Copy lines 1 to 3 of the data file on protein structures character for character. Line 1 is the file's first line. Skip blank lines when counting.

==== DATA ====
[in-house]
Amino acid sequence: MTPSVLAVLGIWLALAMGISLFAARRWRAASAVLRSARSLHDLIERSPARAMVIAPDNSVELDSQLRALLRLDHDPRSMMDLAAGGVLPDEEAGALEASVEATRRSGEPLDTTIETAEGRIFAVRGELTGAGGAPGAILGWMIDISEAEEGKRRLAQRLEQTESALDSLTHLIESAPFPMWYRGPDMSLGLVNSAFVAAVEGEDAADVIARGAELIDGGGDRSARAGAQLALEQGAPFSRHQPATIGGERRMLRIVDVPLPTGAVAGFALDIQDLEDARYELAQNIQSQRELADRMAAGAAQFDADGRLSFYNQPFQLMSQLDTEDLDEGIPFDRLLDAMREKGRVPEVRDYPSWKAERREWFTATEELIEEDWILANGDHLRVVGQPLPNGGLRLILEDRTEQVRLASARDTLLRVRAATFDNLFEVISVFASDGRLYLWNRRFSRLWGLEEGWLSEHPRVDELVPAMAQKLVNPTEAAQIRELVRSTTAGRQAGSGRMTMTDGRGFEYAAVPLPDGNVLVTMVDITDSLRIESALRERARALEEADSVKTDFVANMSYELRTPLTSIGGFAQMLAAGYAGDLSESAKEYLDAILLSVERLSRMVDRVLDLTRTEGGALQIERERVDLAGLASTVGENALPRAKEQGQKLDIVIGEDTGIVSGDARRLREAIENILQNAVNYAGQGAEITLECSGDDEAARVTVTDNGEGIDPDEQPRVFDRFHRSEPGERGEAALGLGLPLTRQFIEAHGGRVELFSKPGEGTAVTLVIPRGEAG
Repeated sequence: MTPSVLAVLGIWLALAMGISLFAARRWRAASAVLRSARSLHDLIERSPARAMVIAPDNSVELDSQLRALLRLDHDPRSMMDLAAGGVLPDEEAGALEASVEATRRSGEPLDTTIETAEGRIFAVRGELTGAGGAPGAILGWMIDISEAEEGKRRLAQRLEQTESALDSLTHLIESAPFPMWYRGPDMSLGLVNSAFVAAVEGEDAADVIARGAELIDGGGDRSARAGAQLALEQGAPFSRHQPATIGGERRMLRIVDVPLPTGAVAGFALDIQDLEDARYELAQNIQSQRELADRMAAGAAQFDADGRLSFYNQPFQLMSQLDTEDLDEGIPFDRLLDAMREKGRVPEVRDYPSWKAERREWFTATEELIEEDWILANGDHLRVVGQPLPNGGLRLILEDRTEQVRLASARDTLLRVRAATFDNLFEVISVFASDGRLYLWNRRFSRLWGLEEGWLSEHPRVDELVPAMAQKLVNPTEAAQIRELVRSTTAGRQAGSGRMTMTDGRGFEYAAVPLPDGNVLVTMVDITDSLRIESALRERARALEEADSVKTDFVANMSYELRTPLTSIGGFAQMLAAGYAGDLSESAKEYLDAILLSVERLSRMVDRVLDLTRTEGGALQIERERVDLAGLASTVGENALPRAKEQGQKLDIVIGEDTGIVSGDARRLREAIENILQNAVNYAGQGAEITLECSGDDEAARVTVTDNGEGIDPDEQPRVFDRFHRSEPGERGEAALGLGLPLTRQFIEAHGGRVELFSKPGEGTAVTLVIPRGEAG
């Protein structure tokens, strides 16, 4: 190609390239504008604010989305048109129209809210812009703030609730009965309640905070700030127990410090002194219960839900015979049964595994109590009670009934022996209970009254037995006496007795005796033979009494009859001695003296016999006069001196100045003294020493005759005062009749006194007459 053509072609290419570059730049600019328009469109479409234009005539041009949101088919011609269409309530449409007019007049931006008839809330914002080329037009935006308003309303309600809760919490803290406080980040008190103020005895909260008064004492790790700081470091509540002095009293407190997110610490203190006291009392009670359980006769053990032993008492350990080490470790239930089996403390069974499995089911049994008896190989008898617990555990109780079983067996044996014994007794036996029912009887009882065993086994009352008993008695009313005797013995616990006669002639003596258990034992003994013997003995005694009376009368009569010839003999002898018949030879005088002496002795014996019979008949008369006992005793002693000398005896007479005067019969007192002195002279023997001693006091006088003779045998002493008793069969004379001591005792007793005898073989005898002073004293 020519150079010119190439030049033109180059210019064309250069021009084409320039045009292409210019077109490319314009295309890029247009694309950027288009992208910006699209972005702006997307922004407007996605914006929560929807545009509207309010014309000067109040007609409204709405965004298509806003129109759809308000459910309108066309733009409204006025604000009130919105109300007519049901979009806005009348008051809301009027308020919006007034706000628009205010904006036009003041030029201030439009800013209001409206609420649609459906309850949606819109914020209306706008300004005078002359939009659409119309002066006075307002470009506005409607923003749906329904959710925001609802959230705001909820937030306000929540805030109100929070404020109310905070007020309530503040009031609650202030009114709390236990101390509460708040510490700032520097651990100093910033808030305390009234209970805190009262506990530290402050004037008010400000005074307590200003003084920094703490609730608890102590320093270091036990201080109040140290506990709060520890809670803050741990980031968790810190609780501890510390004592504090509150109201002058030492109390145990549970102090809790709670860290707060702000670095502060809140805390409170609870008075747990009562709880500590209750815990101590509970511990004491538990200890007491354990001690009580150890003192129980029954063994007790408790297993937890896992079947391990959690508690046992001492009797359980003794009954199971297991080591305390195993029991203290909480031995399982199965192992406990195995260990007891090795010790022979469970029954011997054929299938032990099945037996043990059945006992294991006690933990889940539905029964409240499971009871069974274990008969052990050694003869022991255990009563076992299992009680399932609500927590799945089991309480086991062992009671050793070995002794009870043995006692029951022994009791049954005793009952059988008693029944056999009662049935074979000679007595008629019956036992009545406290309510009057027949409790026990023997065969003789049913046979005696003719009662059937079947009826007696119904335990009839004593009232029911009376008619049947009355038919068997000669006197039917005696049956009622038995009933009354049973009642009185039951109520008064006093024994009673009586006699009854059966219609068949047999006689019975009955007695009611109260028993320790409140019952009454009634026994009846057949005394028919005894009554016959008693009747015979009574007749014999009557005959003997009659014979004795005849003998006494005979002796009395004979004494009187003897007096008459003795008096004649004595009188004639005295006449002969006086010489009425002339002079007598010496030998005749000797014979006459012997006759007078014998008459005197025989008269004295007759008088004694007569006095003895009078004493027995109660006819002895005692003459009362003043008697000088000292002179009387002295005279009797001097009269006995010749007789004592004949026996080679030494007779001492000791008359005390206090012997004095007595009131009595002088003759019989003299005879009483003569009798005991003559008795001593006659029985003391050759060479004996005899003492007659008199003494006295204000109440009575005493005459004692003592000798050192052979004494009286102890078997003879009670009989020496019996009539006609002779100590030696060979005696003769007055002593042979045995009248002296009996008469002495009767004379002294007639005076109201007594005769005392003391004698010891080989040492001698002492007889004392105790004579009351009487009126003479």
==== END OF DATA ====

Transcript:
[in-house]
Amino acid sequence: MTPSVLAVLGIWLALAMGISLFAARRWRAASAVLRSARSLHDLIERSPARAMVIAPDNSVELDSQLRALLRLDHDPRSMMDLAAGGVLPDEEAGALEASVEATRRSGEPLDTTIETAEGRIFAVRGELTGAGGAPGAILGWMIDISEAEEGKRRLAQRLEQTESALDSLTHLIESAPFPMWYRGPDMSLGLVNSAFVAAVEGEDAADVIARGAELIDGGGDRSARAGAQLALEQGAPFSRHQPATIGGERRMLRIVDVPLPTGAVAGFALDIQDLEDARYELAQNIQSQRELADRMAAGAAQFDADGRLSFYNQPFQLMSQLDTEDLDEGIPFDRLLDAMREKGRVPEVRDYPSWKAERREWFTATEELIEEDWILANGDHLRVVGQPLPNGGLRLILEDRTEQVRLASARDTLLRVRAATFDNLFEVISVFASDGRLYLWNRRFSRLWGLEEGWLSEHPRVDELVPAMAQKLVNPTEAAQIRELVRSTTAGRQAGSGRMTMTDGRGFEYAAVPLPDGNVLVTMVDITDSLRIESALRERARALEEADSVKTDFVANMSYELRTPLTSIGGFAQMLAAGYAGDLSESAKEYLDAILLSVERLSRMVDRVLDLTRTEGGALQIERERVDLAGLASTVGENALPRAKEQGQKLDIVIGEDTGIVSGDARRLREAIENILQNAVNYAGQGAEITLECSGDDEAARVTVTDNGEGIDPDEQPRVFDRFHRSEPGERGEAALGLGLPLTRQFIEAHGGRVELFSKPGEGTAVTLVIPRGEAG
Repeated sequence: MTPSVLAVLGIWLALAMGISLFAARRWRAASAVLRSARSLHDLIERSPARAMVIAPDNSVELDSQLRALLRLDHDPRSMMDLAAGGVLPDEEAGALEASVEATRRSGEPLDTTIETAEGRIFAVRGELTGAGGAPGAILGWMIDISEAEEGKRRLAQRLEQTESALDSLTHLIESAPFPMWYRGPDMSLGLVNSAFVAAVEGEDAADVIARGAELIDGGGDRSARAGAQLALEQGAPFSRHQPATIGGERRMLRIVDVPLPTGAVAGFALDIQDLEDARYELAQNIQSQRELADRMAAGAAQFDADGRLSFYNQPFQLMSQLDTEDLDEGIPFDRLLDAMREKGRVPEVRDYPSWKAERREWFTATEELIEEDWILANGDHLRVVGQPLPNGGLRLILEDRTEQVRLASARDTLLRVRAATFDNLFEVISVFASDGRLYLWNRRFSRLWGLEEGWLSEHPRVDELVPAMAQKLVNPTEAAQIRELVRSTTAGRQAGSGRMTMTDGRGFEYAAVPLPDGNVLVTMVDITDSLRIESALRERARALEEADSVKTDFVANMSYELRTPLTSIGGFAQMLAAGYAGDLSESAKEYLDAILLSVERLSRMVDRVLDLTRTEGGALQIERERVDLAGLASTVGENALPRAKEQGQKLDIVIGEDTGIVSGDARRLREAIENILQNAVNYAGQGAEITLECSGDDEAARVTVTDNGEGIDPDEQPRVFDRFHRSEPGERGEAALGLGLPLTRQFIEAHGGRVELFSKPGEGTAVTLVIPRGEAG